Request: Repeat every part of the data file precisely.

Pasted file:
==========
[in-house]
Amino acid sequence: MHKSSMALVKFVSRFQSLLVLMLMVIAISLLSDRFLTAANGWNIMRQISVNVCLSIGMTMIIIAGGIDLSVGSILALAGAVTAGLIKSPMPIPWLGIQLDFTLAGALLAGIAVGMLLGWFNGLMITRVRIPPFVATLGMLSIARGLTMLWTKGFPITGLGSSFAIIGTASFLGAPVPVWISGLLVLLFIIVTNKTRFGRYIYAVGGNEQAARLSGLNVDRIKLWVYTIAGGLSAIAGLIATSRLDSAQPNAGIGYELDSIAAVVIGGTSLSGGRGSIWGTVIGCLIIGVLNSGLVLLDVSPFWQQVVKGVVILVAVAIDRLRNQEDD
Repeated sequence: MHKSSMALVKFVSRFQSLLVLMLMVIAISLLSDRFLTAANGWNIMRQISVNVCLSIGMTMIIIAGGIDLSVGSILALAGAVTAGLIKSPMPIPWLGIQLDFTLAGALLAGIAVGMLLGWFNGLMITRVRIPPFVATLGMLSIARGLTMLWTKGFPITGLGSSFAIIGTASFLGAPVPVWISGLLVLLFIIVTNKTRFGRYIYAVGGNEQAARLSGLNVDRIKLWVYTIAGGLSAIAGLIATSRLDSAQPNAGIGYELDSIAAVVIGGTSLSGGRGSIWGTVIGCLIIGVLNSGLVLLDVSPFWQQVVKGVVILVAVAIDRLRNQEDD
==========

[in-house]
Amino acid sequence: MHKSSMALVKFVSRFQSLLVLMLMVIAISLLSDRFLTAANGWNIMRQISVNVCLSIGMTMIIIAGGIDLSVGSILALAGAVTAGLIKSPMPIPWLGIQLDFTLAGALLAGIAVGMLLGWFNGLMITRVRIPPFVATLGMLSIARGLTMLWTKGFPITGLGSSFAIIGTASFLGAPVPVWISGLLVLLFIIVTNKTRFGRYIYAVGGNEQAARLSGLNVDRIKLWVYTIAGGLSAIAGLIATSRLDSAQPNAGIGYELDSIAAVVIGGTSLSGGRGSIWGTVIGCLIIGVLNSGLVLLDVSPFWQQVVKGVVILVAVAIDRLRNQEDD
Repeated sequence: MHKSSMALVKFVSRFQSLLVLMLMVIAISLLSDRFLTAANGWNIMRQISVNVCLSIGMTMIIIAGGIDLSVGSILALAGAVTAGLIKSPMPIPWLGIQLDFTLAGALLAGIAVGMLLGWFNGLMITRVRIPPFVATLGMLSIARGLTMLWTKGFPITGLGSSFAIIGTASFLGAPVPVWISGLLVLLFIIVTNKTRFGRYIYAVGGNEQAARLSGLNVDRIKLWVYTIAGGLSAIAGLIATSRLDSAQPNAGIGYELDSIAAVVIGGTSLSGGRGSIWGTVIGCLIIGVLNSGLVLLDVSPFWQQVVKGVVILVAVAIDRLRNQEDD